The New Imperial Maybe the main reason that I fancied the New Imp; was that my Dad; who had spent the whole of the war away in the army; was a motorcyclist and the keeper of a scrapbook; in the scrapbook, were pictures of all kinds of Motorbikes and especially New Imps, Broughs and Gold stars, but he was never able to afford any of them; but he did have a pre-war BSA side-valve, before the war; So it would seem, that it would be my duty and destiny to own these Bikes.
The design of this New Imp; typical of the later range from this maker; is a little radical and daring for its time: There is no doubt that they were on the right track; by making design innovations, that we now recognise as methods of making machines more reliable and longer lived; such as Unit construction; Gear primary drive; Coil ignition and Rear spring frames; but these innovations were viewed with much suspicion by the buyer at the time, as he needed to spend his hard earned money very carefully.
My Bike was made at the very end of the original N.I. Factory story; as the whole enterprise was in difficulty and as some historians have said of this period; they were just emptying the shelves and making parts-bin specials: which may well be the case; because my Bike; bearing in mind, that it is, at the cheaper end of the range; has some rather refined fixtures and fittings.
The Girder Forks are from Webb; the throttle is of the straight pull, helix design; the Brake and Clutch levers are of solid Brass; the Advance-Retard; De-compressor and Choke controls are of a very complicated design; having the lever tension controlled by a worm and wheel system; made by Doherty; not unlike a Sunbeam S.7-8 shaft final drive: the Ammeter has a convex glass, and a hole on the Headlamp reflector shines through to light up the Ammeter from underneath at night:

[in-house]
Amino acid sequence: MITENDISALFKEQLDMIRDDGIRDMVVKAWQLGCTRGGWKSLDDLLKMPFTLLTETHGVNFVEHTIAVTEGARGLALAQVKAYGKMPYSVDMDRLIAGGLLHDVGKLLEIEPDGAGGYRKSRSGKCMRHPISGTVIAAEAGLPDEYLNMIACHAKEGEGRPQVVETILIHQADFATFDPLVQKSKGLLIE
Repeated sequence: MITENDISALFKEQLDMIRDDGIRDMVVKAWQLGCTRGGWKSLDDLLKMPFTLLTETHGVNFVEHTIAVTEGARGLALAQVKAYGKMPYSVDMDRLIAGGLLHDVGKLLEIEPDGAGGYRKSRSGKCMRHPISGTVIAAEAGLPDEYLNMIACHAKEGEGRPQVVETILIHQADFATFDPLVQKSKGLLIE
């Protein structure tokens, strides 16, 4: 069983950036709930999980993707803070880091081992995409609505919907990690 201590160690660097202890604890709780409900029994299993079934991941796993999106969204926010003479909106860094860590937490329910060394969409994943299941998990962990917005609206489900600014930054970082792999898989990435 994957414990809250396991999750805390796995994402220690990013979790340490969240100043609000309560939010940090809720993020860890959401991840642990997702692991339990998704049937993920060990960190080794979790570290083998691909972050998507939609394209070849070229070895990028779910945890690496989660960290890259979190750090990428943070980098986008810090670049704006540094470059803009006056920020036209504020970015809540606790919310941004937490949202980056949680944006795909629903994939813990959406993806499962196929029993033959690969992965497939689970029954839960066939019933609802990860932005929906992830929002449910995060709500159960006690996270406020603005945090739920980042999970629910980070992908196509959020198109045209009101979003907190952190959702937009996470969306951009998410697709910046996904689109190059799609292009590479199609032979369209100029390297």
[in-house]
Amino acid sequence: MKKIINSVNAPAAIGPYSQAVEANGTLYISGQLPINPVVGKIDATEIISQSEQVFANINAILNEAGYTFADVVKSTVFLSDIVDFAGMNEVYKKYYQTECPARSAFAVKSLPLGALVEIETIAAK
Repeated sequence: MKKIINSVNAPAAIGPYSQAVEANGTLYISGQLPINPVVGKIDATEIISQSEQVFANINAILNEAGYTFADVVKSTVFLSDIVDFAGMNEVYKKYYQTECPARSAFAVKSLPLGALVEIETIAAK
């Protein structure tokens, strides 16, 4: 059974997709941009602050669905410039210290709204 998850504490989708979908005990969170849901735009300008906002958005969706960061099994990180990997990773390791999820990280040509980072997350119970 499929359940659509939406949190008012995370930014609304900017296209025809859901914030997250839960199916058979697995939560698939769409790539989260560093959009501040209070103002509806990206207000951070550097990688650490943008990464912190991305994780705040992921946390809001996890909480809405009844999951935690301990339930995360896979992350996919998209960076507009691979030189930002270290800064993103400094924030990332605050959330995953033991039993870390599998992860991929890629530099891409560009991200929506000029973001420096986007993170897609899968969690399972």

The clutch is driven by Helical gears; the dynamo is gear driven, off the clutch and all live in a very well designed and oil tight cast alloy housing: the ignition is run from points on the end of the dynamo, which incorporates a manual advance/retard; and runs at engine speed; so uses the wasted spark system.
The rear hub is of the Royal Enfield design and incorporates a Cush-drive. All these refinements on a bottom of the range model, points to a rather fastidious maker of quality products.
The New Imp, is quite a small bike and a little cramped for a tall rider; the gear-change lever gate, digs into your right knee and the bars feel a bit close to the rider; but the controls are positioned just where you need them; The Gear-change 3 Speed 1st up and 2&3 down, is immediate and silent.
To start the Engine the ignition is turned on using the combined lighting and ignition switch; the brass, Amal horizontal carburettor (which is used on all models) because, some were fitted with a Maglyta which is tall and needs more room; is flooded, and the choke left open: Retard the ignition and give it a swing: it immediately reminds me of a Sports Tiger Cub; With almost square cylinder dimensions of 67x70. It is quite sharp, with little flywheel effect; Ticks over erratically; needs to be driven on the advance lever, revs and pulls with enthusiasm, with a lovely sharp crackle from the Exhaust.
The handling is light and quick; you can flick it about and trail the Footrests on the road with confidence and the brakes are a pleasant surprise; they really do encourage you to push on. On a long run; I normally cruise at 50 MPH. and it will climb the 4 mile 1:12 gradient Holmfirth road at 45 MPH. in top gear. This is the Jack Russell of the duo:
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